During the night the experts had lifted him from the river with a crane. He showed no signs of infection, he was ready to be transported to a salt water tank, but his health was now compromised.
A net, that was enough to get him out of the water. Raised not by human arms but from a crane: because the animal in question was not one of the numerous pike that populate the waters of the Seine, but the beluga that had been swimming along the great French river for five days stuck in a sluice about 125 meters by 25, seventy kilometers northwest of Paris. But the illusion of having saved him did not last long: only a few hours passed, the cetacean was killed due to its condition.
The specimen had been rescued last night, in an operation coordinated by the firefighters, veterinarians and experts from Sea Sheperd France. The latter then explained on Twitter that it was a male specimen, four meters long and weighing about 800 kilograms (well below the standard of the species), which had immediately been subjected to some veterinary examinations. Initially no signs of any infectious disease were found, but the biologists could not clarify why he had never eaten the fish that was thrown next to him after the first observations showed them. the state of weight loss.
Le bluga at sorti de l? Eau aprs de longues heures de prparation et d? Efforts. Bravo aux quipes impliques d? Avoir relev ce dfi.Les premiers examens mdicaux ont t faits, les rsultats seront bientt connus. Le bluga va maintenant take the route towards Ouistreham. pic.twitter.com/Vc8aBMKf6r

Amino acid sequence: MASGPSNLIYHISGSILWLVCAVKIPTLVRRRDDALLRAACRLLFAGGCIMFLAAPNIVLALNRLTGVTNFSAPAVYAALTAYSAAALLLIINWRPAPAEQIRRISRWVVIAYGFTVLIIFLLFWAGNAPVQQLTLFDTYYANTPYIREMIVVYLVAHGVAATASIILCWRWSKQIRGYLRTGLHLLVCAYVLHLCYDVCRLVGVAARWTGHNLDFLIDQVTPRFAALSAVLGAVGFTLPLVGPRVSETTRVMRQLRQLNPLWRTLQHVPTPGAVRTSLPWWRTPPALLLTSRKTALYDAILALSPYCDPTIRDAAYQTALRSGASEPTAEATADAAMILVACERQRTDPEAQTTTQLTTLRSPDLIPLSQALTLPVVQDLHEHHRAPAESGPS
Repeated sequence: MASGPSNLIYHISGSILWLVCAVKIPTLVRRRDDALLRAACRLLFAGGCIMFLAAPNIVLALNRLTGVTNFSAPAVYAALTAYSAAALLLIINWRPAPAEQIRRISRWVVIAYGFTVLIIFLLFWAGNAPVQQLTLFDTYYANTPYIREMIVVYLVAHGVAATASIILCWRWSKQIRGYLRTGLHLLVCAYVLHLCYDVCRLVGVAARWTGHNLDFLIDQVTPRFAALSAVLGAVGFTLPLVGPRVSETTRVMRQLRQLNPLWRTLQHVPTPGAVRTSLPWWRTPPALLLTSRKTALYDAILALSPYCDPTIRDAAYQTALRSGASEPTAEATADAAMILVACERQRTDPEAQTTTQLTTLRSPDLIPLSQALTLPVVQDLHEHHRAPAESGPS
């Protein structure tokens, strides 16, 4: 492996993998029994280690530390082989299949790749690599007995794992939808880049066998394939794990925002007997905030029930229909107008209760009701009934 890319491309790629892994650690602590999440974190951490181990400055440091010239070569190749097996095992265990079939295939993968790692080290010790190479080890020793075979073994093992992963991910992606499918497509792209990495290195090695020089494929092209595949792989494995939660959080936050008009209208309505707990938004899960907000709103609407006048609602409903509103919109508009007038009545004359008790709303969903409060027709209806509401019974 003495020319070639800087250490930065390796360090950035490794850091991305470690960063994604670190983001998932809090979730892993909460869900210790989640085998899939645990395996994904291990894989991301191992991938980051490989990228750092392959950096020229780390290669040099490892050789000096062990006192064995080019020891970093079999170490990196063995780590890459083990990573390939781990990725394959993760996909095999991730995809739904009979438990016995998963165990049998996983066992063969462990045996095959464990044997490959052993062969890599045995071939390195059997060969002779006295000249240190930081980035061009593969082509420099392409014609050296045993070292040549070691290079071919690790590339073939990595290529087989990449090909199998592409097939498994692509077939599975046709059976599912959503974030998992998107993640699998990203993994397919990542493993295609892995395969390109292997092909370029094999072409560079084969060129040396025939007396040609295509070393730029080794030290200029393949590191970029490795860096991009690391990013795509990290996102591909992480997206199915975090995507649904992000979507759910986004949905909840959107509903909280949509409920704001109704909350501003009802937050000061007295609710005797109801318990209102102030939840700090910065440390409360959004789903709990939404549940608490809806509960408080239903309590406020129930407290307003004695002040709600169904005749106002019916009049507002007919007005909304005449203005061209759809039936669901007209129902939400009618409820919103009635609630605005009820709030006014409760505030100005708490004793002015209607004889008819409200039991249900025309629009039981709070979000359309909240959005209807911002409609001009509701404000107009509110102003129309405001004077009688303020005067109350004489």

– Sea Shepherd France (@SeaShepherdFran) August 10, 2022
After the rescue, the beluga was to be transported north, in a tub of salt water in the town of Ouistreham, in Normandy, aboard a refrigerated truck that had already been prepared for the delicate transfer. But in the end the long exposure to fresh water and to the pollution of the Seine was fatal. Sunday the president of Sea Shepard France, Lamya Essemlalihe had admitted that there was little hope of saving him except within 24-48 hours.
In May, an orca had died right in the Seine because it was undernourished. Now the experts can only wonder how a beluga could have been found in the French hinterland, 3,000 kilometers from its closest habitat (the Svalbard islands, in Norway). The French observatory Pelagis, which specializes in cetaceans, pointed out that it is the fourth case of a specimen of the species sighted in Europe at these latitudes: in 1948, a beluga had ended up in a fisherman’s nets along the Loire; in 1966, another had appeared in the German Rhine; and finally, in 2018, a specimen had risen to the surface at the mouth of the Thames.
August 10, 2022 (change August 10, 2022 | 11:55)
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